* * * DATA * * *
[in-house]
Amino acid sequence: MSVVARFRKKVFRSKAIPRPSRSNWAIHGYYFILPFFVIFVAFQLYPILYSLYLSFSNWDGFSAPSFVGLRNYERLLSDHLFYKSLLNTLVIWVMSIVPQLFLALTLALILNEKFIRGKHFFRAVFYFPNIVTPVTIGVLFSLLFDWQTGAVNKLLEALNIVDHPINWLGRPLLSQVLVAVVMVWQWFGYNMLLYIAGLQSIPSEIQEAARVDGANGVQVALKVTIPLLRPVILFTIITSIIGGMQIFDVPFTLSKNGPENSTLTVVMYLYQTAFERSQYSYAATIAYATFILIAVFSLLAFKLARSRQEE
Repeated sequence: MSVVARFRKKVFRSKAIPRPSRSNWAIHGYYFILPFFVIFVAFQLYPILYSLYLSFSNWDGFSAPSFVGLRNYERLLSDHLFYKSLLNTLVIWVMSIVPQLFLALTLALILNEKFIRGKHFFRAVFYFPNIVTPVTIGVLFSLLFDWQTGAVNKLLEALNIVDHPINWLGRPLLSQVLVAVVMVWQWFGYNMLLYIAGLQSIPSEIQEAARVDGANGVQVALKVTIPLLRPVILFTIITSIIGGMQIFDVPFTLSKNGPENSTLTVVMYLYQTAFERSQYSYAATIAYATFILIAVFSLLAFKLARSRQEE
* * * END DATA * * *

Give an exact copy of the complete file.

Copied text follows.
[in-house]
Amino acid sequence: MSVVARFRKKVFRSKAIPRPSRSNWAIHGYYFILPFFVIFVAFQLYPILYSLYLSFSNWDGFSAPSFVGLRNYERLLSDHLFYKSLLNTLVIWVMSIVPQLFLALTLALILNEKFIRGKHFFRAVFYFPNIVTPVTIGVLFSLLFDWQTGAVNKLLEALNIVDHPINWLGRPLLSQVLVAVVMVWQWFGYNMLLYIAGLQSIPSEIQEAARVDGANGVQVALKVTIPLLRPVILFTIITSIIGGMQIFDVPFTLSKNGPENSTLTVVMYLYQTAFERSQYSYAATIAYATFILIAVFSLLAFKLARSRQEE
Repeated sequence: MSVVARFRKKVFRSKAIPRPSRSNWAIHGYYFILPFFVIFVAFQLYPILYSLYLSFSNWDGFSAPSFVGLRNYERLLSDHLFYKSLLNTLVIWVMSIVPQLFLALTLALILNEKFIRGKHFFRAVFYFPNIVTPVTIGVLFSLLFDWQTGAVNKLLEALNIVDHPINWLGRPLLSQVLVAVVMVWQWFGYNMLLYIAGLQSIPSEIQEAARVDGANGVQVALKVTIPLLRPVILFTIITSIIGGMQIFDVPFTLSKNGPENSTLTVVMYLYQTAFERSQYSYAATIAYATFILIAVFSLLAFKLARSRQEE